Two doors which move independent of one another is the makeup of a Dutch Door. While most doors have three hinges, this design requires a fourth. A dutch door essentially combines a door with a large window.
The bottom portion contains the doorknob and lock, and the top portion contains a latch to attach the two portions together. When latched together, a dutch door will preform the same as a traditional door. Often, they have something that resembles a window sill at the top of the bottom portion.
Dutch Doors have been a staple of American design since the colonial days. A major part of their popularity comes from the fact that they were able to solve many problems for people of that era. First, it allowed for air to enter while not allowing stray and wild animals access to the home. Secondly, one could greet a visitor or accept delivery without granting full access into the home. Today, instead of worrying about keeping animals out, these doors are typically very helpful for homeowners with their dogs and cats inside the home!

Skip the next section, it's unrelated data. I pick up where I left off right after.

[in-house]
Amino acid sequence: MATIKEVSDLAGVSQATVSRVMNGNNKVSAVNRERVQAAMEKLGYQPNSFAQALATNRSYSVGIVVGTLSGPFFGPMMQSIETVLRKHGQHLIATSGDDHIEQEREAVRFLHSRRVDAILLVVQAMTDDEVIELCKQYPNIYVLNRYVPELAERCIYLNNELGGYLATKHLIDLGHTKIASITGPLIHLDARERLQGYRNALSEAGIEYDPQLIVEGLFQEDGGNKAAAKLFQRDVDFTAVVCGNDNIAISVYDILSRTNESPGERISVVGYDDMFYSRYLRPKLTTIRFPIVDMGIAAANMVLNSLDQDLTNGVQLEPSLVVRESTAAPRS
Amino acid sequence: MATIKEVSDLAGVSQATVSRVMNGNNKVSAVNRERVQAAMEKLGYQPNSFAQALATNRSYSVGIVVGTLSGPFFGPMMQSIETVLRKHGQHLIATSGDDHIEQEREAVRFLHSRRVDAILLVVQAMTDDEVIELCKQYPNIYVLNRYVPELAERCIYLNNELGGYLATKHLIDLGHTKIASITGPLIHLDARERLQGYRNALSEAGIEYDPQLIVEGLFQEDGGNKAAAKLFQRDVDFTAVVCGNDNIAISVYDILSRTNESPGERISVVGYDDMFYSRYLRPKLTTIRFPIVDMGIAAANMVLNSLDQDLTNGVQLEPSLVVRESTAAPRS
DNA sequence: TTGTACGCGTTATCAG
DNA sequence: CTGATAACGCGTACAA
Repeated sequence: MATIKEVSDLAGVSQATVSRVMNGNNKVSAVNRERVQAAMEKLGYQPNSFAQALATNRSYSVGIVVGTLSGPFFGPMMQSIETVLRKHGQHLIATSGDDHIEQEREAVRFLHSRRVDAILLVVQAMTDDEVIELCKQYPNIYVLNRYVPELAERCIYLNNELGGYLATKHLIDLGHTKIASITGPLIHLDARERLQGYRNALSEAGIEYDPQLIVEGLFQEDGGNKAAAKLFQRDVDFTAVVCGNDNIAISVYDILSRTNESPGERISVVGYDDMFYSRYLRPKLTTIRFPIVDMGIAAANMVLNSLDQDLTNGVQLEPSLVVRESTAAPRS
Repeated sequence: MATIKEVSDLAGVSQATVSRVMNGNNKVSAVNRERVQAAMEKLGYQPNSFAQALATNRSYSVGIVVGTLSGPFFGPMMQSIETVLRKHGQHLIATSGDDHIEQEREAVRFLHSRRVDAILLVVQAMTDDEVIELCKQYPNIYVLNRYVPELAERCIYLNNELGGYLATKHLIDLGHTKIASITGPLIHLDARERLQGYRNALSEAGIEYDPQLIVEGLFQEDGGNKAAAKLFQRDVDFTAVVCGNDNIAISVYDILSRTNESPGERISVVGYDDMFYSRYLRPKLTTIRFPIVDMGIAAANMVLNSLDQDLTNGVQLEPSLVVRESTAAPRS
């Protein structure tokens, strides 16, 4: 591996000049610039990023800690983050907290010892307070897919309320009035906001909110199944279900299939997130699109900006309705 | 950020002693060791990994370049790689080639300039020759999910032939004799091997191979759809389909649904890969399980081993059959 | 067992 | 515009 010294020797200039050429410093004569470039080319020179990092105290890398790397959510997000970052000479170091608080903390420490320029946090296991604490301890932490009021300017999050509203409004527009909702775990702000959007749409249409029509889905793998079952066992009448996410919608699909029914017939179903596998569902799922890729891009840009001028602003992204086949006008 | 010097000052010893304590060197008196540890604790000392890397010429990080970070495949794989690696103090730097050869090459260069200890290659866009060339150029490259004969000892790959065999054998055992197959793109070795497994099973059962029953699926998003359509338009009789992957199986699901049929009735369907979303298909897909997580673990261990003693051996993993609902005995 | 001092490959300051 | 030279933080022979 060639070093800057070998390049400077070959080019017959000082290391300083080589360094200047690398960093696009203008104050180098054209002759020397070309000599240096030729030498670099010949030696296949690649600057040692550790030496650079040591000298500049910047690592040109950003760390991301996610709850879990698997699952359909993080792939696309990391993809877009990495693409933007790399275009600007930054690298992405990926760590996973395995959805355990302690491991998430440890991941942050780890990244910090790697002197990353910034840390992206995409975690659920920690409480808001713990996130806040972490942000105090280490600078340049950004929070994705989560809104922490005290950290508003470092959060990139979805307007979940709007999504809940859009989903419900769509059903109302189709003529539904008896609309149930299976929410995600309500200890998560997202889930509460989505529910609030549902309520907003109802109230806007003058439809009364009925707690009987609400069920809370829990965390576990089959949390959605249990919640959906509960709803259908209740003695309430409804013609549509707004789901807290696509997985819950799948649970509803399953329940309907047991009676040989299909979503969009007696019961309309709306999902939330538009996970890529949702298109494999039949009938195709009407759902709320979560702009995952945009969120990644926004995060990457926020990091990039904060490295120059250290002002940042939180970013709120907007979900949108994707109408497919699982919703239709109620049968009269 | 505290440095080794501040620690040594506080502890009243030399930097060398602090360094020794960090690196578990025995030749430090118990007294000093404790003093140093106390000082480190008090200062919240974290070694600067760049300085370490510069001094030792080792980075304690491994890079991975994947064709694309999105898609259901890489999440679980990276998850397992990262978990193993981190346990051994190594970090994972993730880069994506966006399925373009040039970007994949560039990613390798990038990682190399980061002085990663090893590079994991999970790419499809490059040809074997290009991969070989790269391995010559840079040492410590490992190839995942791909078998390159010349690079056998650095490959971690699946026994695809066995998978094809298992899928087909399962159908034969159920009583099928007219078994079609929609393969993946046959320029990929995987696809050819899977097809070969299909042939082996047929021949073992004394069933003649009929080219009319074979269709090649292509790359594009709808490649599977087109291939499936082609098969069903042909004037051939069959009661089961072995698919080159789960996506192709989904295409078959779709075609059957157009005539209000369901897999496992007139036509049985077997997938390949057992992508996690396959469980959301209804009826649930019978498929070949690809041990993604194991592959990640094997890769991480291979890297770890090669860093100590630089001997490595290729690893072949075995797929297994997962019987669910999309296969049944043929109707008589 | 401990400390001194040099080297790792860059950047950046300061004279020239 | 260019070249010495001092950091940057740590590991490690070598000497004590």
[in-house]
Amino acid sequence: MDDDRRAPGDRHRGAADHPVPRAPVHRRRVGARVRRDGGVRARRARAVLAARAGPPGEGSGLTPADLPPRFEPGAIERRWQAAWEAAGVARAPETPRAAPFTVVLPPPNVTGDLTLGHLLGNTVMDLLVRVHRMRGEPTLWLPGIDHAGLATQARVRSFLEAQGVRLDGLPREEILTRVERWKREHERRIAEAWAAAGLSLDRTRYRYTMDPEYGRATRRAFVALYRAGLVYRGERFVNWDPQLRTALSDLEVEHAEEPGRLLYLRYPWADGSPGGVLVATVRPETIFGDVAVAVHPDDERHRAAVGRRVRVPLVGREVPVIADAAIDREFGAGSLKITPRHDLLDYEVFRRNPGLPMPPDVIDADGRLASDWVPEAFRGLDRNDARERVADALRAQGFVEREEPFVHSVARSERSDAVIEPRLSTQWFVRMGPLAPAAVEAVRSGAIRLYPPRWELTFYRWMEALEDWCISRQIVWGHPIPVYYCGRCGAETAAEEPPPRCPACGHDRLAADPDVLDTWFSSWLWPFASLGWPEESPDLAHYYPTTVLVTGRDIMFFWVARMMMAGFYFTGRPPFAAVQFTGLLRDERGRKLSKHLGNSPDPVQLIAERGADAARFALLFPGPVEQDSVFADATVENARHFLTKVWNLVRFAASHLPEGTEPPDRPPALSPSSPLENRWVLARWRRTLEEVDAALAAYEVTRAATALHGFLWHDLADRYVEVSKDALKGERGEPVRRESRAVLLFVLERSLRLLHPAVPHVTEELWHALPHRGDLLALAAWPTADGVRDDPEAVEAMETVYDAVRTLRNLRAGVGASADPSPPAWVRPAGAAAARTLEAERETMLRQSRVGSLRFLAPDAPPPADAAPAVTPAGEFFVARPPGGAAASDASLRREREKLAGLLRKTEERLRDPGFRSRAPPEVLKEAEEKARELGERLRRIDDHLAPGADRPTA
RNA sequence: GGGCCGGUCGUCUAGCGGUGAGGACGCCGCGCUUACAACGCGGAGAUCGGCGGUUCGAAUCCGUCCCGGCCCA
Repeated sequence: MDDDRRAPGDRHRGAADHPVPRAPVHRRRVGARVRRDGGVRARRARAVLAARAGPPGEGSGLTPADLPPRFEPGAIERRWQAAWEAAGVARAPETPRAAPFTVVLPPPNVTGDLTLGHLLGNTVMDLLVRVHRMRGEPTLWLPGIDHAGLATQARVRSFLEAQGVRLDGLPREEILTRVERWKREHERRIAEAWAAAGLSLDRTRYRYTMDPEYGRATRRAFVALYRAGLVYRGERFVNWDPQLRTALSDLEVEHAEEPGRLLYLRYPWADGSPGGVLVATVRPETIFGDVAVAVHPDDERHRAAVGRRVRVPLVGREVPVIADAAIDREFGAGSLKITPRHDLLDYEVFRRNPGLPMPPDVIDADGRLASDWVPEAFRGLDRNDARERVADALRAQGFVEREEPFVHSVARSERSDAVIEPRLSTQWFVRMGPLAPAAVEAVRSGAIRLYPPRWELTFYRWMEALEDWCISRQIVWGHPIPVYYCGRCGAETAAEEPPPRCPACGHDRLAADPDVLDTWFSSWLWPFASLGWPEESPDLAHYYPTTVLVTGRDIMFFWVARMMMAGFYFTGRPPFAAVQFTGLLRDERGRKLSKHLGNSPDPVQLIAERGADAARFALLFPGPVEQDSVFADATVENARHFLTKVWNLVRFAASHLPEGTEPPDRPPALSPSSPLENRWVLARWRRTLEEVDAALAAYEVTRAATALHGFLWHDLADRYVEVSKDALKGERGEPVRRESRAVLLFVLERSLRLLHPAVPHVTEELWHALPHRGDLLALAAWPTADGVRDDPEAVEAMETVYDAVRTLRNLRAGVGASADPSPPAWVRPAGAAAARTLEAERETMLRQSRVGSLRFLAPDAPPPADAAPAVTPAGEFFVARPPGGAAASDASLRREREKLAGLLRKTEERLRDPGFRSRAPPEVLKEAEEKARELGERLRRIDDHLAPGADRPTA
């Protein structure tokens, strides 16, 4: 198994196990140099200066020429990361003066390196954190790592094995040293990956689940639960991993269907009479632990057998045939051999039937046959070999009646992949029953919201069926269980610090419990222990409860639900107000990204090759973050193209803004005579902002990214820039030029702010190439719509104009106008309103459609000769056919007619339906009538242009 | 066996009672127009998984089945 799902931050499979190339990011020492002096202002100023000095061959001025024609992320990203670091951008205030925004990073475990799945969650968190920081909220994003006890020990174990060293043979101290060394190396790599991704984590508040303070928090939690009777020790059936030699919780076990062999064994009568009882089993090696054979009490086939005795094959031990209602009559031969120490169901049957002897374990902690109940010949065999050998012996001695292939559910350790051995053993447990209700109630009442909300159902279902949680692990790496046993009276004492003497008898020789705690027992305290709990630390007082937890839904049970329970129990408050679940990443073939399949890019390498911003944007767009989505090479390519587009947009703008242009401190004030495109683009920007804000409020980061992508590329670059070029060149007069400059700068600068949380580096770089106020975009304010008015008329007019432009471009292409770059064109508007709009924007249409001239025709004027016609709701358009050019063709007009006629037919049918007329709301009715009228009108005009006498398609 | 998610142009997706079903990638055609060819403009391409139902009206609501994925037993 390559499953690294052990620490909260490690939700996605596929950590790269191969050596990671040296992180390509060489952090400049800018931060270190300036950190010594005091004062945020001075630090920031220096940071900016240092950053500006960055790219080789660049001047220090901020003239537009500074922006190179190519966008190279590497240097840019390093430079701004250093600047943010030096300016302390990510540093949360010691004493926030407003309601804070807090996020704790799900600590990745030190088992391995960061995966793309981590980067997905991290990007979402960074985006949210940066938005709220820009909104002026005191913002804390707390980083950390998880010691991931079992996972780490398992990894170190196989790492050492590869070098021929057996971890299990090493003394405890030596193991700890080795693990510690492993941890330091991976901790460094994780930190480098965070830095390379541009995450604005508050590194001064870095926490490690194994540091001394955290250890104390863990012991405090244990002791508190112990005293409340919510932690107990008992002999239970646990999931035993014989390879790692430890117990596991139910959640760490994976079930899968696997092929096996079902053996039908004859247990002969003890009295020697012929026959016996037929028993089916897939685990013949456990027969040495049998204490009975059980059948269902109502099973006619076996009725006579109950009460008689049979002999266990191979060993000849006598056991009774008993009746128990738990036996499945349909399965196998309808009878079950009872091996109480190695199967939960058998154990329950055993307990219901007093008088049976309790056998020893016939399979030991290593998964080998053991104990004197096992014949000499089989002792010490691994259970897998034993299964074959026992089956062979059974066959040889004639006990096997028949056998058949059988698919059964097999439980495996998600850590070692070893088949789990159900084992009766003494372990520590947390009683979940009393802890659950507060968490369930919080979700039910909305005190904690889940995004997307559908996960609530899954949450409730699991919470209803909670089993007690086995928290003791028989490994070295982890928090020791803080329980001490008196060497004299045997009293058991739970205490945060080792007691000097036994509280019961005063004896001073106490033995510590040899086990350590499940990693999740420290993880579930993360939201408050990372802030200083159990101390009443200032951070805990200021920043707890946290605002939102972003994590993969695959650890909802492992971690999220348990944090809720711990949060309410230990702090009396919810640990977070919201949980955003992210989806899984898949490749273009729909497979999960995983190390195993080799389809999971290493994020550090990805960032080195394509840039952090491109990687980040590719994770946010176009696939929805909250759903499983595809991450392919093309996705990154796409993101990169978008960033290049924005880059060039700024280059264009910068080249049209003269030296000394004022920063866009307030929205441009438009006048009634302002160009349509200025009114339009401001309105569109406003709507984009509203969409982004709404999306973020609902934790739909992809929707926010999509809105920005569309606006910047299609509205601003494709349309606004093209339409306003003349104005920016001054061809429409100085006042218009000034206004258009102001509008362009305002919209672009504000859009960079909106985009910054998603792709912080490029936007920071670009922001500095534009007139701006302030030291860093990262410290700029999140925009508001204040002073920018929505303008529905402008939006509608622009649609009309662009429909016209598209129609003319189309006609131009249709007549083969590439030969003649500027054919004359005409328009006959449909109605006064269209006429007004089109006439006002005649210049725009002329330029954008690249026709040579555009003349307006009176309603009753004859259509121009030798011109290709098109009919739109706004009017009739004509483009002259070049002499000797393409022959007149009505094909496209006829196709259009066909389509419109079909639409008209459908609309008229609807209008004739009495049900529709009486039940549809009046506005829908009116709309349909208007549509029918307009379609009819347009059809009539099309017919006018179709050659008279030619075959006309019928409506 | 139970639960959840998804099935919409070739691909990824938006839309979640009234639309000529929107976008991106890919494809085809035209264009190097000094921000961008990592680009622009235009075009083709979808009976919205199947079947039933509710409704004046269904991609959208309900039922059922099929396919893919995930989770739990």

Below is a quote from Jason Parsons, chief designer of DBP:
Dutch Doors can be used in several areas of design. We have used them for a child’s bedroom so they can be contained in an area to play or nap and can be easily monitored. Similarly, we have used them between a kitchen and a family room. In addition, we have often incorporated them into mud room designs for families with pets. It is an easy way to keep your pet safe in one location when visitors come without having to completely close them off (although you can) or confine them to a crate. They are much more functional then temporary child safety gates, which can require an engineering degree to remove and replace or hurdle skills to climb over.
Consider a dutch door for your NJ home! Below you can find more pictures of dutch doors in remodeling!